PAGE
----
It doesn’t just matter if a treatment works. We also need to know how well it works

An expensive drug might ‘work’ in that it decreases your duration of illness by just a day. And knowing that would help in making rational decisions.

ByJammi N Rao
It doesn’t just matter if a treatment works. We also need to know how well it works
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In my last article, I set out the case for randomised controlled trials, or RCTs, as the surest, most rigorous way to conclusively establish whether or not a proposed new drug works, ie that any benefit is due to the drug and that the benefits exceed any harm.

Well-conducted, large RCTs can tell us a lot more than just a “yes” or “no” answer to the question “Does it work?”. Equally relevant, if also not more important, is the question on how well it works, or the size of the (beneficial) effect.

This effect can be measured in many ways.

Depending on the outcome of primary interest, it could be lives saved, deaths prevented, serious events averted, or quicker time to full recovery. Knowing the size of the effect is important in clinical decisions and armed with the right information, an intelligent patient might well make a reasoned, and perfectly reasonable, trade-off between financial cost, anticipated side effects, and alternative or no treatment.

To take a simple example: If a drug reduced the duration of illness from Covid by a day but cost a great deal of money, then it is a perfectly valid choice to suffer the symptoms for an extra day and use the money not spent on something you really value. A holiday, perhaps, or a good meal.

So, how do we measure the effect of a treatment that works? Perhaps of greater importance, how do we communicate this knowledge to both doctors and patients to aid better and more rational decision making?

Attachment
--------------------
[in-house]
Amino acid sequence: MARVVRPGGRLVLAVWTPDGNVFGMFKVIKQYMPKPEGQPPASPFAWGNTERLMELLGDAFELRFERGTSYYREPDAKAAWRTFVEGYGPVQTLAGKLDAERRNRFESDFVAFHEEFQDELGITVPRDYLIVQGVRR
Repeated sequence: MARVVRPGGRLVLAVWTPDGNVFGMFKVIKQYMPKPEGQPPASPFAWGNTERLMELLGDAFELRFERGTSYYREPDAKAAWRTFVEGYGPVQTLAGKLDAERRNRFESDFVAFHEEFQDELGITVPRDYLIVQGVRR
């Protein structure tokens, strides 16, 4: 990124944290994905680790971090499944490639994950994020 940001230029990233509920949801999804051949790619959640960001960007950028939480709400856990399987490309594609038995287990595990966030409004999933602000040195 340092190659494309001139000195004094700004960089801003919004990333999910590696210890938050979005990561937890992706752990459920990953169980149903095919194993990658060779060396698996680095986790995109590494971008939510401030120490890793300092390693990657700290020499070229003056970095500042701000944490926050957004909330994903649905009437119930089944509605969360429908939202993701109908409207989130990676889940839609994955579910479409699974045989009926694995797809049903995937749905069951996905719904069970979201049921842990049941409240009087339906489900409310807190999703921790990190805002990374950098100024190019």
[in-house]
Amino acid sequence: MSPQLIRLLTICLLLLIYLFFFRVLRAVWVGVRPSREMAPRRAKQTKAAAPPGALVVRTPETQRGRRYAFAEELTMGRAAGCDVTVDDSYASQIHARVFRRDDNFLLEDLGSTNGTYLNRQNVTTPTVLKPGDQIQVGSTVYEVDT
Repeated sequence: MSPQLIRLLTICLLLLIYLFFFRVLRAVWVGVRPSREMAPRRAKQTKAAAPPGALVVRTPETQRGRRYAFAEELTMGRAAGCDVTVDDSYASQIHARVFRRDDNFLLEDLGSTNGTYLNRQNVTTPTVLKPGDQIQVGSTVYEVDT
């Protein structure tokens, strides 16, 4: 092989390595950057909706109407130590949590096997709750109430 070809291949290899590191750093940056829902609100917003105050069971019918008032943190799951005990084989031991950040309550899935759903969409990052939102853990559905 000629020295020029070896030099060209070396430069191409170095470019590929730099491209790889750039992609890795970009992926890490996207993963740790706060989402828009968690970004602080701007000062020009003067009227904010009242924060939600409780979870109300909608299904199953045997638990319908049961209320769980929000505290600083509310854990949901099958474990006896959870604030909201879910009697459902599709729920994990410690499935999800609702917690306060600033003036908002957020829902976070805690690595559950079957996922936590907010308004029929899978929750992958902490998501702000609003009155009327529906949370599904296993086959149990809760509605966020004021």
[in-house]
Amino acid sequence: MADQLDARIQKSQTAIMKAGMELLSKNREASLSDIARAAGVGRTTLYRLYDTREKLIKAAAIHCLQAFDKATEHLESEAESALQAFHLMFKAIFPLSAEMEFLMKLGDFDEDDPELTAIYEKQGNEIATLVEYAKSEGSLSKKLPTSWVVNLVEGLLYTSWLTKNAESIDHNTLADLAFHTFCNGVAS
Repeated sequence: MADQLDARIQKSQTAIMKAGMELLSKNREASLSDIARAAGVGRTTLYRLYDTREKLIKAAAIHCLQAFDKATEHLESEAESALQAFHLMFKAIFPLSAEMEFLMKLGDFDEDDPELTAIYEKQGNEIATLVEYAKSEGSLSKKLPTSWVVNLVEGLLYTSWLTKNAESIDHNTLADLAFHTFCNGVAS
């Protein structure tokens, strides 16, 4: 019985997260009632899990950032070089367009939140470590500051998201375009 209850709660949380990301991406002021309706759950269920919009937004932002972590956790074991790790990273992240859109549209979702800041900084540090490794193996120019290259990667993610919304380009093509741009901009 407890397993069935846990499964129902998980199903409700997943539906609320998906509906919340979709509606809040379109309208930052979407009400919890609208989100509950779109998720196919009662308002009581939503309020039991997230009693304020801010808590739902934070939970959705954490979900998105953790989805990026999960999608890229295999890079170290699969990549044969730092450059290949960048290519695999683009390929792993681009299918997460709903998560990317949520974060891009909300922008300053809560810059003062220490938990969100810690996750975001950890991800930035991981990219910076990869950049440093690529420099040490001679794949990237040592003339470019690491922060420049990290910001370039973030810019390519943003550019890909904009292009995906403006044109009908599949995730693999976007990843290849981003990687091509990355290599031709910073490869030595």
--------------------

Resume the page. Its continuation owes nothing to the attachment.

Enter the world of NNTs — the number needed to treat

The easiest way to understand trial metrics is to take the simplest situation. And since coronavirus is all the rage, I shall take a recent topical example.

The Oxford recovery trial of dexamethasone in severe Covid generated the following raw data.

If you follow the logic of the analysis, the concept of what I refer to as “trial metrics” becomes clear. At heart, the essential idea is relatively simple, but it leads to a powerful idea in terms of understanding the real worth of a new treatment.

Under the null hypothesis that dexamethasone had no effect on mortality risk, we would have expected, purely by random probability, to have observed 120 deaths in the 324 dexamethasone-treated patients, and 252 in the 683 standard care treated patients.

But what we in fact observed was a large enough departure from that expected result for us to question the null hypothesis. If dexamethasone indeed made no difference, then it is unlikely that we would have seen such a big difference by chance alone. This is what is meant when we say that the result is “statistically significant” . As it happens, the p-value is in fact 0.0004.

But we can go further than that. The box below sets out three other simple metrics that can be calculated.

The “event rate” is simply the percentage of patients in each arm of the trial in which the event of interest — death, in this case — was observed. That is 28 percent in the dexamethasone arm and 40.7 percent in the usual care group.

The relative rate reduction, or RRR, is the relative difference of the two event rates. For the dexamethasone group, the event rate was 31 percent lower than in the usual care group.

The absolute rate reduction, or ARR, is the arithmetic difference between the two event rates: one minus the other. The event rate in the dexamethasone group is 12.7 percentage points lower than the rate in the usual care group.

And now comes the final and most useful metric.: the number needed to treat, or NNT. It is simply the inverse of the ARR.

In our case: